From the beginning of this book, the reader is unsettled. The book is written in the style of a fairy tale; an immensely wealthy Count, sometimes Aleardo, sometimes Daddo, lives with his mother in Milan. Technology is absent; the date is difficult to pin down, though there’s criticism of the Milanese (too property-oriented, too in love with business) that comes from a recognizably southern Italian perspective. One assumes that because of the persistence of nobility, we are sometime before the creation of the Italian Republic in 1946, maybe the late nineteenth century; but one also remembers that Italian nobility does persist, though it’s no longer legally recognized. That we are in the present becomes apparent in a description of Daddo’s best friend:
[Daddo] had not yet married, and had no marital intentions, even in spite of the pressures of his mother the Countess, who had already paid visits to several prominent Swiss families. He felt marriage would have limited him, yet one couldn’t say how. He led the simplest life conceivably, the almost monotonous life of a monk. He spun out his days in the studio, drawing houses like a child, and his sole evening amusement was the company of Boro Adelchi, a young publisher of the nouvelle vague, extremely ambitious, but with still garbled finances. We’ll add, parenthetically, that Daddo was careful to keep mother in the dark about constantly backing his friend with notable amounts of cash. (p. 3)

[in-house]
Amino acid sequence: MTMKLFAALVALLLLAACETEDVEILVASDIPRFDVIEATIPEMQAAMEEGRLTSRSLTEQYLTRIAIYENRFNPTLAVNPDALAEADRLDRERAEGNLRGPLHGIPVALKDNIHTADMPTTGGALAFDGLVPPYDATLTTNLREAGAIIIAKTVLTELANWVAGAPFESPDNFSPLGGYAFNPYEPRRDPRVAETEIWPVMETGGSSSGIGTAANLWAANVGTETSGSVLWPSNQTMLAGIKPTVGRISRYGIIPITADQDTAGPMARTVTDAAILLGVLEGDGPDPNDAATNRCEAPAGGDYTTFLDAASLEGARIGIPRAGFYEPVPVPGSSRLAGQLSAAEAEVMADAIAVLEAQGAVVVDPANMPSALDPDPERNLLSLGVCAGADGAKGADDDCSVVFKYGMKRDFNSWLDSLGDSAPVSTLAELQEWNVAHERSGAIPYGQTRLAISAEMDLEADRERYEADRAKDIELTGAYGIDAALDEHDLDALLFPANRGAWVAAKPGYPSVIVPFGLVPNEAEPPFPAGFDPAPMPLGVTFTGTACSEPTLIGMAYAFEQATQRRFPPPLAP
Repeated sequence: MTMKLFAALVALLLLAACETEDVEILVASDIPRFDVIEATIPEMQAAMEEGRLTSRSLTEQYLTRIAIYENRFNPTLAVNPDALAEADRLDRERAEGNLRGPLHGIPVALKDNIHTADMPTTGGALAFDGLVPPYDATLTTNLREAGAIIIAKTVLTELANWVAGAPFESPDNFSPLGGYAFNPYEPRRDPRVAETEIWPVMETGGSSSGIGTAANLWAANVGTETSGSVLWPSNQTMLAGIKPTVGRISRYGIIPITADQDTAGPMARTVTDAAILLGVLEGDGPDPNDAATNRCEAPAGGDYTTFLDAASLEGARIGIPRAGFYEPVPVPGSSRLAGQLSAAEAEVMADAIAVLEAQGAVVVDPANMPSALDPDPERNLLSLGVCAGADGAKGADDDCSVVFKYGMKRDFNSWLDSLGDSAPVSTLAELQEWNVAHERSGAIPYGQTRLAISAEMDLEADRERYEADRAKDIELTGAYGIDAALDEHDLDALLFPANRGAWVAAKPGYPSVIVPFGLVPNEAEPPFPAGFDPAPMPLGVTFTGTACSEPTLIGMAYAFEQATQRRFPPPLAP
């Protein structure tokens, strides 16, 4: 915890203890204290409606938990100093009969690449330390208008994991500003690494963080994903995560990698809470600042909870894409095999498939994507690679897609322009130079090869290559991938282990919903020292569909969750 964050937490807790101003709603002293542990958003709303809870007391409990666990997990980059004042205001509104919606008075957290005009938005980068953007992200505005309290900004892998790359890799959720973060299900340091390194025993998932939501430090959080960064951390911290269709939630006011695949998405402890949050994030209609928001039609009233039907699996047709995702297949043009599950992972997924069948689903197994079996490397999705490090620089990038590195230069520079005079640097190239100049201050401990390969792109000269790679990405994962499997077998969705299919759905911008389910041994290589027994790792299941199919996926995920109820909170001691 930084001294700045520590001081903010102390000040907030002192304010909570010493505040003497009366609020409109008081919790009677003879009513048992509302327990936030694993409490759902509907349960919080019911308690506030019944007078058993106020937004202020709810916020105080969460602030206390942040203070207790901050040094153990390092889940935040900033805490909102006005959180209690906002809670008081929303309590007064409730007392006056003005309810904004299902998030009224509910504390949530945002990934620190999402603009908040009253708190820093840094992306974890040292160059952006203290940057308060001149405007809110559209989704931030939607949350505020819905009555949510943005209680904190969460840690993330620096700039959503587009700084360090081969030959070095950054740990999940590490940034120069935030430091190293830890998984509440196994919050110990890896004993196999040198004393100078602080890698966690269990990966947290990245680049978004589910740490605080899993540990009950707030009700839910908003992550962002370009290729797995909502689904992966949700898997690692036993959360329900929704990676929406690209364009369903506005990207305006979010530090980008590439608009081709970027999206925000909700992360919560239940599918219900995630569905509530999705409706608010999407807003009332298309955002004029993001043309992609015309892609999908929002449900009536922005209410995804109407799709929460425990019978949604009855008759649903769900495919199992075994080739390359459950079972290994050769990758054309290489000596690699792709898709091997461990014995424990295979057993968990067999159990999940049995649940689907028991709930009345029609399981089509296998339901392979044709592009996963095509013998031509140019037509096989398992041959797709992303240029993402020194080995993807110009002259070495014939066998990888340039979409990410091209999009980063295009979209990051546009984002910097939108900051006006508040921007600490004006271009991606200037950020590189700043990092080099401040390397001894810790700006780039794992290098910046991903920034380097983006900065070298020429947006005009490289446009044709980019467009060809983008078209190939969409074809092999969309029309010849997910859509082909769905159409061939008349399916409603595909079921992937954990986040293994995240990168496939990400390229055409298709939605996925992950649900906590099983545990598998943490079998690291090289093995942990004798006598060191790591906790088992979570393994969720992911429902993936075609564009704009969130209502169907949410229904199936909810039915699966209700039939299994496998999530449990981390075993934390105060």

Adelchi seems to be created in the mode of Giangiacomo Feltrinelli, discoverer of Doctor Zhivago and The Leopard; The Iguana was published seven years before Feltrinelli wound up dead, but Adelchi’s desires to publish the new (which he hopes that Daddo can discover in his travels) are very much in his form:
Here we have to offer a few words about a strange confusion that dominated Lombard culture at the time, thereby setting the tone of publishing – a confusion concerning the character of oppression and consequent revolt. Perhaps attempting to polemicize against the menaces of Marxist ideology, the Milanese saw oppression and revolt as no more than a question of feelings and the right to express them, forgetting that not even feelings survive – neither feelings nor any desire to express them – when people have no money (given the world’s time-honored conventions), or where money can buy everything, or where penury cohabits with great ignorance. Briefly put, the Milanese were persuaded that some world of oppression had something to say, whereas the oppressed don’t even exist, or can’t, at least, have any awareness of being oppressed when their condition is authentic and a legacy from a distant past. The only thing left is the oppressor, who likewise has no knowledge of what he is, even while sometimes, out of habit, aping the stances and behavior that would legitimately befit his victim, if any such victim had escaped extinction. But these of course are sophistries that could never have assuaged the publishers’ hunger for things with which to whet the public’s languid appetite. Such arguments slow the rhythms of production. But to turn the issue upside down – an issue very fashionable at the time – and to see oppression in frankly traditional and therefore reassuring terms, gave a fool-proof guarantee of approval, excitement, good will, and finally sales, coming again full circle to much-loved money. (pp. 4–5)